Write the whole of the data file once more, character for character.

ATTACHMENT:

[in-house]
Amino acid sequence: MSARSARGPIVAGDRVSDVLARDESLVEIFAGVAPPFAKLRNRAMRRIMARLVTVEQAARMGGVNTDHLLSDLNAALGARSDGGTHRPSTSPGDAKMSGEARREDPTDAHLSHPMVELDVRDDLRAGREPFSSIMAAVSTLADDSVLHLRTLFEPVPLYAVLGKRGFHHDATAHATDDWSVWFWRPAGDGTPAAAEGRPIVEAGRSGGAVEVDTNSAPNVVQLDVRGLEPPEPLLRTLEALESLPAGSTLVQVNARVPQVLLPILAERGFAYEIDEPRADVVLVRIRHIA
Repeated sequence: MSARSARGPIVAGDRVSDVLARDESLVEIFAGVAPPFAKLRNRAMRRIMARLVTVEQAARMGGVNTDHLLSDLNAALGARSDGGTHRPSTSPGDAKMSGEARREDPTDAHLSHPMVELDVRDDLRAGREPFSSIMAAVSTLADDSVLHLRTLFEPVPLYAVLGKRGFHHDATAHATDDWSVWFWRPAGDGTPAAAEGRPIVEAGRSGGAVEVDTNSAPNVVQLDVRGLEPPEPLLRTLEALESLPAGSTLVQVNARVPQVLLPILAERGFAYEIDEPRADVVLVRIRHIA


[in-house]
Amino acid sequence: MSARSARGPIVAGDRVSDVLARDESLVEIFAGVAPPFAKLRNRAMRRIMARLVTVEQAARMGGVNTDHLLSDLNAALGARSDGGTHRPSTSPGDAKMSGEARREDPTDAHLSHPMVELDVRDDLRAGREPFSSIMAAVSTLADDSVLHLRTLFEPVPLYAVLGKRGFHHDATAHATDDWSVWFWRPAGDGTPAAAEGRPIVEAGRSGGAVEVDTNSAPNVVQLDVRGLEPPEPLLRTLEALESLPAGSTLVQVNARVPQVLLPILAERGFAYEIDEPRADVVLVRIRHIA
Repeated sequence: MSARSARGPIVAGDRVSDVLARDESLVEIFAGVAPPFAKLRNRAMRRIMARLVTVEQAARMGGVNTDHLLSDLNAALGARSDGGTHRPSTSPGDAKMSGEARREDPTDAHLSHPMVELDVRDDLRAGREPFSSIMAAVSTLADDSVLHLRTLFEPVPLYAVLGKRGFHHDATAHATDDWSVWFWRPAGDGTPAAAEGRPIVEAGRSGGAVEVDTNSAPNVVQLDVRGLEPPEPLLRTLEALESLPAGSTLVQVNARVPQVLLPILAERGFAYEIDEPRADVVLVRIRHIA